So, yesterday (Saturday) I went out to a club with Liz, and we stayed out until.... God, I think I got home around 4 or 5. But it was overall a very positive experience.
So, wait, let me start from the beginning. Friday some friends and I decided to go see Cars, the new Pixar/Disney film. Since I had just spoken with R. about my transition and everything, and still wondering a bit about his reaction to me actually presenting, I spent some 2 or 3 hours getting ready. It was pretty crazy. I've never spent so much time on my appearance before. I just never cared about myself before.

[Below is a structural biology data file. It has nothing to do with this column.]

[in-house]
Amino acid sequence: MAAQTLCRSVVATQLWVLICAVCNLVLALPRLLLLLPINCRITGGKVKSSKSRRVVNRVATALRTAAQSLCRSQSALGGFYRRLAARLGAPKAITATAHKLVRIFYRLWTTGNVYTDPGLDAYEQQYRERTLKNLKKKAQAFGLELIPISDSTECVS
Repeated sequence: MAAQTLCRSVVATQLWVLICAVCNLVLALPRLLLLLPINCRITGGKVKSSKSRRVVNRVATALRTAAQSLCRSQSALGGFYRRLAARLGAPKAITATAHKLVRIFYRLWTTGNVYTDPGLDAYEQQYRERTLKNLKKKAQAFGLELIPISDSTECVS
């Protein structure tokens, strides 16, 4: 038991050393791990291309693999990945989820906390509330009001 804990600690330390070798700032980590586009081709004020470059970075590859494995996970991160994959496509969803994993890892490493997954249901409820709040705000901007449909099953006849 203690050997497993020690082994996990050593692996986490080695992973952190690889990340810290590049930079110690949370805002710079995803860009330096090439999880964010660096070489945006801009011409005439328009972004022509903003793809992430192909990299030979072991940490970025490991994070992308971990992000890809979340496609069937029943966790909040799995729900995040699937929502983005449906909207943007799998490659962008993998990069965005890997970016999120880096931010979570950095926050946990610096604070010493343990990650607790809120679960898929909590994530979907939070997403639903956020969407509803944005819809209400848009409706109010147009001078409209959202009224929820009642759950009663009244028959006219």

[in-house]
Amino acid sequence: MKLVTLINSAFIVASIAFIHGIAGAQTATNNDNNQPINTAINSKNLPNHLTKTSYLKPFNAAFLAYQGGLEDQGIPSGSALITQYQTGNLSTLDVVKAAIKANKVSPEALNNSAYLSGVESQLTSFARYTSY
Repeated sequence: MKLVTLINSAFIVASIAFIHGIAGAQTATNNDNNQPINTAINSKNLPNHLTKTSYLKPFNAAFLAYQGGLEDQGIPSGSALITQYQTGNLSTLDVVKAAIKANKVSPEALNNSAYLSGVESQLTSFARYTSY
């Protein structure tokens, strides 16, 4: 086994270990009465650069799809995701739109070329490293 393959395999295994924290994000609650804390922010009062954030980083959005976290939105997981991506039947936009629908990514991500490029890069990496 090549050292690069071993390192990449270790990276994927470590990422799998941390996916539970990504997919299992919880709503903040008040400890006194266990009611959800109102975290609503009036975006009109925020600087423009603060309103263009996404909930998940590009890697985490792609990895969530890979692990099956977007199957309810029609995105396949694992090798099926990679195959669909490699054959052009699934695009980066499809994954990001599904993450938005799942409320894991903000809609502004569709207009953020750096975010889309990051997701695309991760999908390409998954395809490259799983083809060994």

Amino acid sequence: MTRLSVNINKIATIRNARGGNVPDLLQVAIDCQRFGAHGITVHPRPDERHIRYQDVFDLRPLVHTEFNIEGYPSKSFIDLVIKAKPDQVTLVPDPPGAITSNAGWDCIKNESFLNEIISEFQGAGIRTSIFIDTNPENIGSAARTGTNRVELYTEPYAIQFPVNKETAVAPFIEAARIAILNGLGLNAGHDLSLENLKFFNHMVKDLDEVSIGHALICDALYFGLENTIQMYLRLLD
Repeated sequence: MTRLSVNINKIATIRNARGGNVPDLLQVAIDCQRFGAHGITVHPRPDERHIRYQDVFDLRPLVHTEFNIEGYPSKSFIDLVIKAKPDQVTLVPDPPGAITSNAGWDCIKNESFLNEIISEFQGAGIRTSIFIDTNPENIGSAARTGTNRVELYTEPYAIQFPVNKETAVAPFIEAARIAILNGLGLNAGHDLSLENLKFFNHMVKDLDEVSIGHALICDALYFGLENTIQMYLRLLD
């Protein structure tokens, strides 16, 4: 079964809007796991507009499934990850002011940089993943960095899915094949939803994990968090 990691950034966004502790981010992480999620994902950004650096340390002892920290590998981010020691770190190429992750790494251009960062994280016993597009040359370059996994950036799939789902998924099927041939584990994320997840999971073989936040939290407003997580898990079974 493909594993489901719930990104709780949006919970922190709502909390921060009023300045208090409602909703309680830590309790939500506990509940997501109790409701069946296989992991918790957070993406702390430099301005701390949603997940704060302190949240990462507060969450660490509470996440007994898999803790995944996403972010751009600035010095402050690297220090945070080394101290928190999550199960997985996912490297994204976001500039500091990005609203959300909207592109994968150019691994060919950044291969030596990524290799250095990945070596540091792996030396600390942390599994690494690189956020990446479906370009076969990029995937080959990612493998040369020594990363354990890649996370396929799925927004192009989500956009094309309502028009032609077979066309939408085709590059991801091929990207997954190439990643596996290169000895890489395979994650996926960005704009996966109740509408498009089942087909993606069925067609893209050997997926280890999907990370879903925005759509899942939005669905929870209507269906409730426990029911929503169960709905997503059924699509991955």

So, anyways, I show up at R's door, and his first reaction is "woah." Lol, I don't think he were expecting me to be presenting. We talked some, he asked some questions about things, and I answered them. Honestly, if you ever feel the need to bear your soul to everyone significant in your life, choose gender transition. People will ask you the most personal of questions, but not even aware that they're at all personal. They're just curious. Stuff like, "So, um. Why do you want to be female?" and "So, what do you like most about being female? What attracts you to it the most." It's stuff that's hard to answer. Why? I don't know. What do I like most about being female? Being female. It just seems to fit, like a perfectly tailored dress, instead of an ill-fiting suit. It just is. It's kind of that simple, but it's hard to explain to someone, who's not transgendered. They'll typically say things like "Well, you know, I've thought about becoming a female before." and "Well, I think you're probably just normal, but somewhere in your environment you had something happen that turned you over to wanting to be female." *sigh* The gap of understanding is difficult to cross. To get them to understand, yeah, you did many of the same things as I, it's just normal boy behavior. Normal boy behavior though does not include wearing briefs so tight that it keeps yourself very tightly against your body, so much so that you constantly develop rashes, and I imagine most guys wouldn't feel extremely vulnerable and "naked" by wearing boxers out in public. Hell, I can't even stand the idea of boxers in my private HOME.